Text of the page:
Our GPL Cooperation CommitmentThe Open Source Program Office at Oath believes that collaboration is essential to making great technology. We contribute to and publish many open source projects, inviting developers to work with us. Moreover, we understand the legal underpinnings that allow the open source movement to thrive. At their foundation is a license that grants permission to use, modify, and distribute someone else’s code; leveling the playing field between publisher and collaborator. Sometimes open source projects get tripped up by license issues, and this adds friction to the otherwise productive collaborations we seek. We want to reduce the friction.
The majority of the code we publish uses permissive open source licenses, such as Apache License 2.0, a form of the BSD license, or the MIT license. These grant license rights with very few conditions. Occasionally we publish code using a version of the GPL license, adding additional terms. GPLv3 added provisions that make it easier if someone infringes the license terms; these provisions give the violator a chance to “cure” the situation. While licenses such as GPLv2, LGPLv2, and LGPLv2.1 do not have this cure provision in their text, we will still apply the GPLv3 cure to code infringements under those licenses.
Below we’ve included the formal text of the commitment, but for those of you who want it in plain terms: we’re committed to being fair and reasonable. We operate in good faith. We use licenses on our code thoughtfully and we do mean what we say when we license code under open source terms. That said, license compliance gets complicated. When developers violate GPL terms, either accidently with mistaken code inclusions, or deliberately without understanding the implications of GPL’s license terms, we will enable them to fix those violations. Use our code knowing that we’re here to work together with you.
Our CommitmentBefore filing or continuing to prosecute any legal proceeding or claim (other than a Defensive Action) arising from termination of a Covered License, Oath commits to extend to the person or entity ("you") accused of violating the Covered License the following provisions regarding cure and reinstatement, taken from GPL version 3. As used here, the term 'this License' refers to the specific Covered License being enforced.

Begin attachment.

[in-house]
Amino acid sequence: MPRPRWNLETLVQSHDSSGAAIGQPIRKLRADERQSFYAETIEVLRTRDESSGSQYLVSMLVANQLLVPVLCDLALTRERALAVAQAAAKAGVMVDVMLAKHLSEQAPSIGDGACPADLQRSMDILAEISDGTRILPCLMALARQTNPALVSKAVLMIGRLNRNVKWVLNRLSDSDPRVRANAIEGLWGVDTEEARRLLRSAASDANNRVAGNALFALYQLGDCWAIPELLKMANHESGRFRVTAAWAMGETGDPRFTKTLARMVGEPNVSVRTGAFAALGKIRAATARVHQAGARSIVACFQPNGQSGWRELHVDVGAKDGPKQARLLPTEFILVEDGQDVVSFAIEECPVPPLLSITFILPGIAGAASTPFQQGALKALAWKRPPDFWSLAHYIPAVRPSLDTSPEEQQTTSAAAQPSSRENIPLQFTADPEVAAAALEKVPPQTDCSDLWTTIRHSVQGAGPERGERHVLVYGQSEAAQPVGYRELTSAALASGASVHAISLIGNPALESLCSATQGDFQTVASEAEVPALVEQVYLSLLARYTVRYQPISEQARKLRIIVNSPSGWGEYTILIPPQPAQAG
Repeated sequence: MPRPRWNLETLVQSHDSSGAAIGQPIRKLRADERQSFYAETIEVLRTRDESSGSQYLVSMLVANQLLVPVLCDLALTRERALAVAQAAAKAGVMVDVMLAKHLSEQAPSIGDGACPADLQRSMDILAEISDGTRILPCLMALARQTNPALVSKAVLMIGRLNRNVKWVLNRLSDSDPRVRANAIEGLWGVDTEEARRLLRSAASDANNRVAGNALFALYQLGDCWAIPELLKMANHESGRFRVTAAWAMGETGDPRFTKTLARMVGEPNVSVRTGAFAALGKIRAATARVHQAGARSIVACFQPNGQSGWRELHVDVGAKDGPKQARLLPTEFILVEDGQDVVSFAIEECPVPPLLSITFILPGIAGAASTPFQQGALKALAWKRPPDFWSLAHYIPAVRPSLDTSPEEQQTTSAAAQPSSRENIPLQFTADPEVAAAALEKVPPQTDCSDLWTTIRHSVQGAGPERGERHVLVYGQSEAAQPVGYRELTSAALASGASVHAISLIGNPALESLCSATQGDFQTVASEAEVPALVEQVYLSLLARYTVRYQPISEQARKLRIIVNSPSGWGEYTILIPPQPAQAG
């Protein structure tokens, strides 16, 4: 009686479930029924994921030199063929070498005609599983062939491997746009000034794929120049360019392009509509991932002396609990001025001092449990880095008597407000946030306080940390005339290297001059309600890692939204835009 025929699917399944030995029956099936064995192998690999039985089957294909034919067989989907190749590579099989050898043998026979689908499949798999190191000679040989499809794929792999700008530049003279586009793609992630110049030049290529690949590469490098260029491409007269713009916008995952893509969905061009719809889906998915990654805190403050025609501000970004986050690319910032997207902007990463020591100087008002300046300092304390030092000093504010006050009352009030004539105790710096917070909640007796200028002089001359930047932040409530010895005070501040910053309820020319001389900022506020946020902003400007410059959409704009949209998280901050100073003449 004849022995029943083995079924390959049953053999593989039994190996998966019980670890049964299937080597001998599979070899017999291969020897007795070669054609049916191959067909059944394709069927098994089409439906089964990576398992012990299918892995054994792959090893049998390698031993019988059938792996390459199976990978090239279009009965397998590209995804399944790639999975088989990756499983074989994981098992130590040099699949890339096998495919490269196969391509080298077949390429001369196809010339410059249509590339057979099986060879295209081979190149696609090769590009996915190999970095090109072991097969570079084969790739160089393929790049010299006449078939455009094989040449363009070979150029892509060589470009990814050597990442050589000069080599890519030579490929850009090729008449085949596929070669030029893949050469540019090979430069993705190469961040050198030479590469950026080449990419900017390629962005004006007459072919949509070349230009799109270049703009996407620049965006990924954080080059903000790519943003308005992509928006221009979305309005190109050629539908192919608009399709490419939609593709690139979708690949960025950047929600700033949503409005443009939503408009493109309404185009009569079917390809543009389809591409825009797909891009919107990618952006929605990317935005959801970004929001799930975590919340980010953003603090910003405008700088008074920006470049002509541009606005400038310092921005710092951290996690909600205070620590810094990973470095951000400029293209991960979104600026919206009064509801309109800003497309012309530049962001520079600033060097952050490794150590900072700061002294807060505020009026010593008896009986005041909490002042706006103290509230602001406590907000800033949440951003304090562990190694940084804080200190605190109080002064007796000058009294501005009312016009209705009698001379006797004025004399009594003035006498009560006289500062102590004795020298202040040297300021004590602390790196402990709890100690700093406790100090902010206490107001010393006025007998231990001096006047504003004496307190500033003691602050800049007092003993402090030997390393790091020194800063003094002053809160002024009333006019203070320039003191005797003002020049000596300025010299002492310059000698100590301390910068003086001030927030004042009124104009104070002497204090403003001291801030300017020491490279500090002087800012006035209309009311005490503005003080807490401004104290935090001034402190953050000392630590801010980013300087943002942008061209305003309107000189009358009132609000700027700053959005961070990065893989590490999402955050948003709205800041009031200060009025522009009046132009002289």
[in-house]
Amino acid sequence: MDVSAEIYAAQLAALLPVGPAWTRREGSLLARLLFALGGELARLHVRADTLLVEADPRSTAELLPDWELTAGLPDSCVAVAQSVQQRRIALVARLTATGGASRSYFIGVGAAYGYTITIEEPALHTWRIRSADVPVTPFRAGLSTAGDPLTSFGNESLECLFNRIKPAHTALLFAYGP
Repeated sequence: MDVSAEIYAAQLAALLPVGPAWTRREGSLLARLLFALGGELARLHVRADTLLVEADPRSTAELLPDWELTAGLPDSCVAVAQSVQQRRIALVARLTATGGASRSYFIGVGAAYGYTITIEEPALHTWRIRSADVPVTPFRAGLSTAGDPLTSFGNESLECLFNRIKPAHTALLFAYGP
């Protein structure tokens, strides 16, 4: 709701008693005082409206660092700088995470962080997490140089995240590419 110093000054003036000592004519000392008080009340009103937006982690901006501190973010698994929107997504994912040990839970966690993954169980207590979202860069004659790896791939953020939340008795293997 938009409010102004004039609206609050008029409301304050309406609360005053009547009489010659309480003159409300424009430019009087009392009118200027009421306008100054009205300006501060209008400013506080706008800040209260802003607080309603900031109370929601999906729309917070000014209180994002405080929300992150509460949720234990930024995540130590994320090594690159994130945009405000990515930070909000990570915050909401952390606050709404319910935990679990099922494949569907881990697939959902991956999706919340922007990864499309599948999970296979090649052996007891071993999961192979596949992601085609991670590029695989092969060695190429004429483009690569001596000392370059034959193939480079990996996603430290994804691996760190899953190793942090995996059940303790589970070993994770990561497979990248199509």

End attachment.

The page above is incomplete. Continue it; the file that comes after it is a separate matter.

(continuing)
- However, if you cease all violation of this License, then your license from a particular copyright holder is reinstated (a) provisionally, unless and until the copyright holder explicitly and finally terminates your license, and (b) permanently, if the copyright holder fails to notify you of the violation by some reasonable means prior to 60 days after the cessation.
- Moreover, your license from a particular copyright holder is reinstated permanently if the copyright holder notifies you of the violation by some reasonable means, this is the first time you have received notice of violation of this License (for any work) from that copyright holder, and you cure the violation prior to 30 days after your receipt of the notice.
Oath intends this Commitment to be irrevocable, and binding and enforceable against Oath and assignees of or successors to Oath's copyrights.
Oath may modify this Commitment by publishing a new edition on this page or a successor location.
- 'Covered License' means the GNU General Public License, version 2 (GPLv2), the GNU Lesser General Public License, version 2.1 (LGPLv2.1), or the GNU Library General Public License, version 2 (LGPLv2), all as published by the Free Software Foundation.
- 'Defensive Action' means a legal proceeding or claim that Oath brings against you in response to a prior proceeding or claim initiated by you or your affiliate.
- 'Oath’ means Oath Inc.